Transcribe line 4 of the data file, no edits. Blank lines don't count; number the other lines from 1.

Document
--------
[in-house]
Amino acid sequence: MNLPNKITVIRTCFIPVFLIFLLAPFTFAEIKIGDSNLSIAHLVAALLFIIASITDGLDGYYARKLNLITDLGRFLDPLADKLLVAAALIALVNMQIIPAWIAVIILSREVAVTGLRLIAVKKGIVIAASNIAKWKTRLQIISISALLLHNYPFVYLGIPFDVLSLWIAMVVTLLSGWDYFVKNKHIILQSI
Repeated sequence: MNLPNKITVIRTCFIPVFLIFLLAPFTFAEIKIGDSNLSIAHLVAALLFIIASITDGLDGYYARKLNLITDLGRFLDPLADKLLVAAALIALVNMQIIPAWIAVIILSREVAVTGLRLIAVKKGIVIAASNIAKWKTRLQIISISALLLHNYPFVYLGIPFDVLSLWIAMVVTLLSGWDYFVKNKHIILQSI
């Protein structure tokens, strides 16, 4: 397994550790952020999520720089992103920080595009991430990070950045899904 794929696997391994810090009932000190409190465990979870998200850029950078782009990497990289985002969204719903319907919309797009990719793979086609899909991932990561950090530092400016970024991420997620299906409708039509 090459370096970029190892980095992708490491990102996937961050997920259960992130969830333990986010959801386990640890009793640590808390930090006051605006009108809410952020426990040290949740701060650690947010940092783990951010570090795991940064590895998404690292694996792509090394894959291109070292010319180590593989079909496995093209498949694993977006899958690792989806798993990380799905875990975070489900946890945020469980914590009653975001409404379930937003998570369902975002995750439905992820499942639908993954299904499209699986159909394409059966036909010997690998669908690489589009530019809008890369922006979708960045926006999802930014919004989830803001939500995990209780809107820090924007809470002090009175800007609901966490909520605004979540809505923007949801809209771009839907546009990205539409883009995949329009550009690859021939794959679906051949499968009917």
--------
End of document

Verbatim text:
């Protein structure tokens, strides 16, 4: 397994550790952020999520720089992103920080595009991430990070950045899904 794929696997391994810090009932000190409190465990979870998200850029950078782009990497990289985002969204719903319907919309797009990719793979086609899909991932990561950090530092400016970024991420997620299906409708039509 090459370096970029190892980095992708490491990102996937961050997920259960992130969830333990986010959801386990640890009793640590808390930090006051605006009108809410952020426990040290949740701060650690947010940092783990951010570090795991940064590895998404690292694996792509090394894959291109070292010319180590593989079909496995093209498949694993977006899958690792989806798993990380799905875990975070489900946890945020469980914590009653975001409404379930937003998570369902975002995750439905992820499942639908993954299904499209699986159909394409059966036909010997690998669908690489589009530019809008890369922006979708960045926006999802930014919004989830803001939500995990209780809107820090924007809470002090009175800007609901966490909520605004979540809505923007949801809209771009839907546009990205539409883009995949329009550009690859021939794959679906051949499968009917």